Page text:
Representing people in such disputes is not glamorous—your fellow document reviewers might even call it “shitlaw”—and you’ll never get rich doing it right, but it’s a service to your fellow humans, and you can make a living while working for people who are grateful for your time and your service. Show some competence—hell, show some interest—in such cases, and I’ll spread your name far and wide to our fellow lawyers who would appreciate having someone to refer the small stuff to. Maybe it’ll even grow into something bigger, so that instead of just making a living, you’re a success.

The problem isn’t the law, the unavailability of big money jobs, or the luck of the draw.  The problem is that this person should never have been a lawyer in the first place. 

Lat is right, a lawyer gets to put “Esq.” after his name.  It’s not about the Esq., but about wanting to be the Esq. and about the Esq. being all you need to march your butt out the door every morning and finding a person who needs an Esq. and serving them.  If that’s not what you had in mind, or doesn’t pay enough, or isn’t sufficiently prestigious, or just plain makes you feel badly about your sorry lot in life, then the only person you have to blame is yourself. 

If you want to be a lawyer, be a lawyer.  If not, take your degree and run away as fast as you can.  We certainly don’t need more miserable people running around crying about the misery of their lawyer lives, and you are never going to be a “contender”.  But if you know all of this about the law, and still want to jump in and do the hard, often painful and occasionally unprofitable work of being a lawyer, it remains a learned and noble profession.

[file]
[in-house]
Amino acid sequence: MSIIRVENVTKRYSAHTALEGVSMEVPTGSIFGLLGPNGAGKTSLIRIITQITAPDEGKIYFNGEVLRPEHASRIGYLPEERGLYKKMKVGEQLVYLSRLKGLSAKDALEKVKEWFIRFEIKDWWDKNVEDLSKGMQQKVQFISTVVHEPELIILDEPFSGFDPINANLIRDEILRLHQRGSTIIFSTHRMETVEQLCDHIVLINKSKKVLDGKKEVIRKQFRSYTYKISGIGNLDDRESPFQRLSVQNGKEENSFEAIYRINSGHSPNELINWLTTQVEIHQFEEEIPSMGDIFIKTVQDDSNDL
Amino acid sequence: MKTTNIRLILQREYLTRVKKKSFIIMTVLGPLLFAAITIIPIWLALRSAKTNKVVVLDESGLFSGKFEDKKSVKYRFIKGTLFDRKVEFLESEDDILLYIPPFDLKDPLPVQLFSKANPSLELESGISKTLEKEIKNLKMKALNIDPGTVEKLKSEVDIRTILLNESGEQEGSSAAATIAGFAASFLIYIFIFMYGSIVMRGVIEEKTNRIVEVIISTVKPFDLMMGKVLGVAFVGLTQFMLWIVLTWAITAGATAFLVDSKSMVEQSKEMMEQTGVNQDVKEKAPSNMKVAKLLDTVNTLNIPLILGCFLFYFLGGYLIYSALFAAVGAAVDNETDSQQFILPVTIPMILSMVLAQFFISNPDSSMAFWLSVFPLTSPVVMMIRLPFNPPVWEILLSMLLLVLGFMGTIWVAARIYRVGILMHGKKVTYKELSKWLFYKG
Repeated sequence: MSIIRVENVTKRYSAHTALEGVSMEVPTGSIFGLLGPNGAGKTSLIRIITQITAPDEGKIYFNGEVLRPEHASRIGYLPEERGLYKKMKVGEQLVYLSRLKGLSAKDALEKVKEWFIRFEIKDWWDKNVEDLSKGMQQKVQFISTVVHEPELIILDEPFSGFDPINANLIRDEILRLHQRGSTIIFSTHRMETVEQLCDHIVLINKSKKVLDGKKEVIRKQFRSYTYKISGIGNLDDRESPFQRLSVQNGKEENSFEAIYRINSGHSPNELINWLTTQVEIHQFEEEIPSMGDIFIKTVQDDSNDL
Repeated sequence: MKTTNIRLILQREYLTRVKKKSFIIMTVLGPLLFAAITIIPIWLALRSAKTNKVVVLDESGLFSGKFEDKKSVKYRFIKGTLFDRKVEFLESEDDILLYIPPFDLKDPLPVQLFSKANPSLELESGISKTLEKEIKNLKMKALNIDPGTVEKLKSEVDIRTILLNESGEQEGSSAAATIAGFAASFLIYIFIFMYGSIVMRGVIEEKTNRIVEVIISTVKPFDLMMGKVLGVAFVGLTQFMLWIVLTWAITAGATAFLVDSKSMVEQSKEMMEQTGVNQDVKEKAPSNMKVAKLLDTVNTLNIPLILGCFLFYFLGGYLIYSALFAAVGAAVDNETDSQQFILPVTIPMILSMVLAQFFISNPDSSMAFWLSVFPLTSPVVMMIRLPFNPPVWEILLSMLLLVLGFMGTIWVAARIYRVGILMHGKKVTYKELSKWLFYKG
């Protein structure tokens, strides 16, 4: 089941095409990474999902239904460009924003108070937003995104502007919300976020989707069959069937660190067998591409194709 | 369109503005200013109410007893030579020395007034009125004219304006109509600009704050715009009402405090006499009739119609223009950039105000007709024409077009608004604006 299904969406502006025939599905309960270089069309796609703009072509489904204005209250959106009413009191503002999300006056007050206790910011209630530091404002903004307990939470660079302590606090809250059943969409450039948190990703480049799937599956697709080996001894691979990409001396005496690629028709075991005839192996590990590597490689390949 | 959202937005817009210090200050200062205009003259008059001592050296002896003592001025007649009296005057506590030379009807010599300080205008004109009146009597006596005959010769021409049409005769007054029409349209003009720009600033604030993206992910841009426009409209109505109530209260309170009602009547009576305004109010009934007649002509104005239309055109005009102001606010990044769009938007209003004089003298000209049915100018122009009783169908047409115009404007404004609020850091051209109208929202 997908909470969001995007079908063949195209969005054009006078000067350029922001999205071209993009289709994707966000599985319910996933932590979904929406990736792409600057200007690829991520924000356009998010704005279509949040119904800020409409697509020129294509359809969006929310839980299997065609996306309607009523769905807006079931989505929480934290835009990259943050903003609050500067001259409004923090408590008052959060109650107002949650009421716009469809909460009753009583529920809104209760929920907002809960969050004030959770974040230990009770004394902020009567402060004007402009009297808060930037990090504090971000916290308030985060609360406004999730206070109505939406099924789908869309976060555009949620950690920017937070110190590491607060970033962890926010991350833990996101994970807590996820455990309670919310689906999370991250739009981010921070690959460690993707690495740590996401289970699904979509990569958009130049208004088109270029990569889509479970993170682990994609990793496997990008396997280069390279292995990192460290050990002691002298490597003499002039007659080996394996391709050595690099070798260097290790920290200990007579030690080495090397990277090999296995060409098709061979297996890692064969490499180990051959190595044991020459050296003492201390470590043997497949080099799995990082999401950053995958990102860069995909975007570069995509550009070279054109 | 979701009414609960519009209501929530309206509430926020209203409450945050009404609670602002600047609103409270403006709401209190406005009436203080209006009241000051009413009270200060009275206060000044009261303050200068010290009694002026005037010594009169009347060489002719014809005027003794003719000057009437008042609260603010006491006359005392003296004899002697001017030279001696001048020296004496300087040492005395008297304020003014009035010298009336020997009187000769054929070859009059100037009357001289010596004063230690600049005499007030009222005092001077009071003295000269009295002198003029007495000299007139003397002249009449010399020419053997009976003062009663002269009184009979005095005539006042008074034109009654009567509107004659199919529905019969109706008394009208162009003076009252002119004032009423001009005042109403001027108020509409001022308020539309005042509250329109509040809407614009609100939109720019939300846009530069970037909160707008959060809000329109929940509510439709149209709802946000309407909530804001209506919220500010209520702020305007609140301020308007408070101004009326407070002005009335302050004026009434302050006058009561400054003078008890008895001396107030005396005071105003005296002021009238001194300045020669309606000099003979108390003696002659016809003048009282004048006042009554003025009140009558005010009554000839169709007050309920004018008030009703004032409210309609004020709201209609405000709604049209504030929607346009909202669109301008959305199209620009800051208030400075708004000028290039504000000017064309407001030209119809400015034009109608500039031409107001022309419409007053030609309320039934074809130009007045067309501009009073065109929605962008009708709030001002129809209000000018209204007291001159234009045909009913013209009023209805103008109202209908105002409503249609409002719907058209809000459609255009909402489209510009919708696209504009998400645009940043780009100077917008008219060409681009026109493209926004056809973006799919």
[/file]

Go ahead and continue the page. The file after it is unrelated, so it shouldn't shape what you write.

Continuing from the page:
The few of you who feel this way are the ones who were truly meant to be a lawyer.  You will find your place in the law, and there will be no wall that will dissuade you.  You may never get rich, but you will get your reward.

6 comments on “Why Law School?

  1. Nancy Myrland

    Scott, good post. It struck me these thoughts apply to other professions and career choices as well. Many find themselves “trapped” in a career that just happened because of promotion, and end up miserable. Some lawyers, who probably didn’t end up in law school by accident, end up unhappy because of what you and others have suggested, but certainly for a host of other reasons they might not feel comfortable expressing publicly. I’m not happy when I hear lawyer jokes, or when I hear or read about anyone putting down the profession for less than logical or sound reasons. It’s not nice, and it does nothing to maintain the professionalism we who are connected to the legal profession focus on daily.

    If it’s not the right profession for you, just admit it and move on, but don’t spend time putting it down. I certainly admitted it when I started my career in sales for the first several years after college. I did okay in some ways, not okay in others, but realized I was not attracted to constantly “pounding the pavement.” I was drawn to strategic marketing. That’s where I ended up, but ended up starting my own business in 2002, where I constantly have to call upon those sales skills to build my business. This speaks remotely to the point about there being other jobs to fill when you are a lawyers, and that’s not always in the practice of law. Those skills can be used in many ways.

    All of this isn’t toward any particular end, but just to comment and further your discussion. Thanks for writing about it today.

  2. Shawn McManus

    No one can argue that it isn’t learned but noble? Ascribing nobility to a profession (or vocation as you describe it) is, usually, over the top. Admittedly, there are other professions that don’t lend themselves to nobility. What’s the word when a human attribute is applied to something inhuman?